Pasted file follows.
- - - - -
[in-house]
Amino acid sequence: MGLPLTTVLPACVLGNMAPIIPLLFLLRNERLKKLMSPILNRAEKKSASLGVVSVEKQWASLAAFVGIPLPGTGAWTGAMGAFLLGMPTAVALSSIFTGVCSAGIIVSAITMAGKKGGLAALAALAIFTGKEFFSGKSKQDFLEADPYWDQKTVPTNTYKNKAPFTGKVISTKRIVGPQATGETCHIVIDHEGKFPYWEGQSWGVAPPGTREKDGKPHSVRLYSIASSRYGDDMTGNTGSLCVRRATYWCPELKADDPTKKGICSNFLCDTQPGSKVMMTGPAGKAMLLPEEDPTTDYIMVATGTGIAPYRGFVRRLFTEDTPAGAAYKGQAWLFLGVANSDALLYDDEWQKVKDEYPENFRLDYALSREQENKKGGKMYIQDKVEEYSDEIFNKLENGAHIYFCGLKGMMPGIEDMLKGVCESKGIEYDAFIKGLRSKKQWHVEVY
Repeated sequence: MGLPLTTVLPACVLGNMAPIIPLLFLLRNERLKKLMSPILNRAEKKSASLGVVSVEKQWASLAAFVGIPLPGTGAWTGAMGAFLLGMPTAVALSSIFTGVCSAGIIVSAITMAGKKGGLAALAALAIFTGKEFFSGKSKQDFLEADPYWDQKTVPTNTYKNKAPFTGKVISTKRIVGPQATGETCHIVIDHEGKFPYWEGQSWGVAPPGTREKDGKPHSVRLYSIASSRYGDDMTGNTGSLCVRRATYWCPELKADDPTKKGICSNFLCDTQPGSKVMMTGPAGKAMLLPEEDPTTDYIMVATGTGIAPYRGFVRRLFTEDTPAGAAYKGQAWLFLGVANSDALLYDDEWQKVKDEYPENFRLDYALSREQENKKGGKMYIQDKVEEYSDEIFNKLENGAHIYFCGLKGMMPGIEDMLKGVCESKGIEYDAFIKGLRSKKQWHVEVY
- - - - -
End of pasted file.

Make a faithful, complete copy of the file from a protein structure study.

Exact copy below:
[in-house]
Amino acid sequence: MGLPLTTVLPACVLGNMAPIIPLLFLLRNERLKKLMSPILNRAEKKSASLGVVSVEKQWASLAAFVGIPLPGTGAWTGAMGAFLLGMPTAVALSSIFTGVCSAGIIVSAITMAGKKGGLAALAALAIFTGKEFFSGKSKQDFLEADPYWDQKTVPTNTYKNKAPFTGKVISTKRIVGPQATGETCHIVIDHEGKFPYWEGQSWGVAPPGTREKDGKPHSVRLYSIASSRYGDDMTGNTGSLCVRRATYWCPELKADDPTKKGICSNFLCDTQPGSKVMMTGPAGKAMLLPEEDPTTDYIMVATGTGIAPYRGFVRRLFTEDTPAGAAYKGQAWLFLGVANSDALLYDDEWQKVKDEYPENFRLDYALSREQENKKGGKMYIQDKVEEYSDEIFNKLENGAHIYFCGLKGMMPGIEDMLKGVCESKGIEYDAFIKGLRSKKQWHVEVY
Repeated sequence: MGLPLTTVLPACVLGNMAPIIPLLFLLRNERLKKLMSPILNRAEKKSASLGVVSVEKQWASLAAFVGIPLPGTGAWTGAMGAFLLGMPTAVALSSIFTGVCSAGIIVSAITMAGKKGGLAALAALAIFTGKEFFSGKSKQDFLEADPYWDQKTVPTNTYKNKAPFTGKVISTKRIVGPQATGETCHIVIDHEGKFPYWEGQSWGVAPPGTREKDGKPHSVRLYSIASSRYGDDMTGNTGSLCVRRATYWCPELKADDPTKKGICSNFLCDTQPGSKVMMTGPAGKAMLLPEEDPTTDYIMVATGTGIAPYRGFVRRLFTEDTPAGAAYKGQAWLFLGVANSDALLYDDEWQKVKDEYPENFRLDYALSREQENKKGGKMYIQDKVEEYSDEIFNKLENGAHIYFCGLKGMMPGIEDMLKGVCESKGIEYDAFIKGLRSKKQWHVEVY